Of course, even in all of this, several of the victims of the crimes described above faced additional injustice when they reported the crimes to apathetic police, endured misgendering, were referred to as “drunk” or “prostitutes” by police and/or media, and even when their families used the wrong pronouns or names in talking about the victims.  The attack rarely stops when the physical violence ends.

This article puts it in perspective, speaking about July:

These findings were based on statistics released by the Organization of American States and included incidents from Canada, the United States, Central America and South America. The report found that in the month of July alone, 39 people were murdered: 23 transgender people and 16 gays and lesbians.

The article goes on to talk about that, while gays face more risk of violence than straight people, trans people, particularly trans women and non-white trans people, face violence at an incredibly increased rate compared to even gay people.

This has to stop.  When you see people devaluing the humanity of another, whether it’s a crass joke, intentional misgendering, laughing at someone’s gender presentation, or gossiping behind their back, you need to speak up.  These things are not violent attacks, but they lower the social status of trans people and make them less than fully human in some people’s eyes.  And they’re asshole things to do besides.

Spikes in Divorce – Same Sex Marriage?

One of the talking points of right-wing commentators is that same-sex marriage will both increase the divorce rate and lower the marriage rate.  Essentially, the argument is that same-sex marriage will soil the word and institution of marriage so badly, that straight people will not want to be in marriage anymore.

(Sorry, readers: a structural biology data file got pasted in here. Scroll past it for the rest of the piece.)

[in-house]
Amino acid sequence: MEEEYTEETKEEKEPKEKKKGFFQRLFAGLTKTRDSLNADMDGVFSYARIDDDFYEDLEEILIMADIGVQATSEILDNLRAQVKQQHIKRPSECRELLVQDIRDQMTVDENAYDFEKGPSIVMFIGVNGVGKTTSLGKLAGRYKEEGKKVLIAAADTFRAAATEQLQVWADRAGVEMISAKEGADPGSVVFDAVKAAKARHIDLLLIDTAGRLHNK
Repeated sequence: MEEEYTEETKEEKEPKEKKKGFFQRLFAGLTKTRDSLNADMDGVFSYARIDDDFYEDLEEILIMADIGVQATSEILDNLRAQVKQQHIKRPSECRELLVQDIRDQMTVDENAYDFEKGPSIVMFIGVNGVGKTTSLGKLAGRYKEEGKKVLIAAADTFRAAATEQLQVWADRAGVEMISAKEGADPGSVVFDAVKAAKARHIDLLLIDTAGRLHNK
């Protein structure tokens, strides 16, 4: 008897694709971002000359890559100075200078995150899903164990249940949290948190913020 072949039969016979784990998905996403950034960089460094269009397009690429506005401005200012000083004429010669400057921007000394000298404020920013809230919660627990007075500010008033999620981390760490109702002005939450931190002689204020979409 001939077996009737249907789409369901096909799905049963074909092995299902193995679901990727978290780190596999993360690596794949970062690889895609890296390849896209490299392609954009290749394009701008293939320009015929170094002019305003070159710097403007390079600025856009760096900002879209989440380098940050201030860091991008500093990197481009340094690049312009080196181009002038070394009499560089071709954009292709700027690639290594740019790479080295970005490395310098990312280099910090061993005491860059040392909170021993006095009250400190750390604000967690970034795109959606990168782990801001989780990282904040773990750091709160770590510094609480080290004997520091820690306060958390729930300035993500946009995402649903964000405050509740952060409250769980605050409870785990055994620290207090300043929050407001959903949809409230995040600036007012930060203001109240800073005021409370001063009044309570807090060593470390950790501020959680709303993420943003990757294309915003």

The CDC keeps statistics of marriage and divorce.  There is some caveats with this data, and there are slightly different versions of it, so the numbers very slightly.  However, they don’t vary enough to change the conclusions from anything I’m saying, and I have normalized for missing states (not every state reports the data every year).

Historical USA Divorce RateWhat you can see in the chart to the left is interesting.  While there are some data oddities (the drop right around year 2000 is due to data gathering differences), the trend is clear – the divorce rate is not sky-rocketing as a result of gay marriage being legal in several states.  Instead it’s flat or maybe slightly down over the last few decades.

I’ll define the terms “divorce rate” and “divorce rate” briefly – they simply are “how many marriages were there that year per 100,000 people living in the USA” and “how many divorces were there that year per 100,000 people living in the USA.”  As you can see, in the 80s and 90s, there was nearly one divorce for every two marriages, although it’s dropped a bit down since then.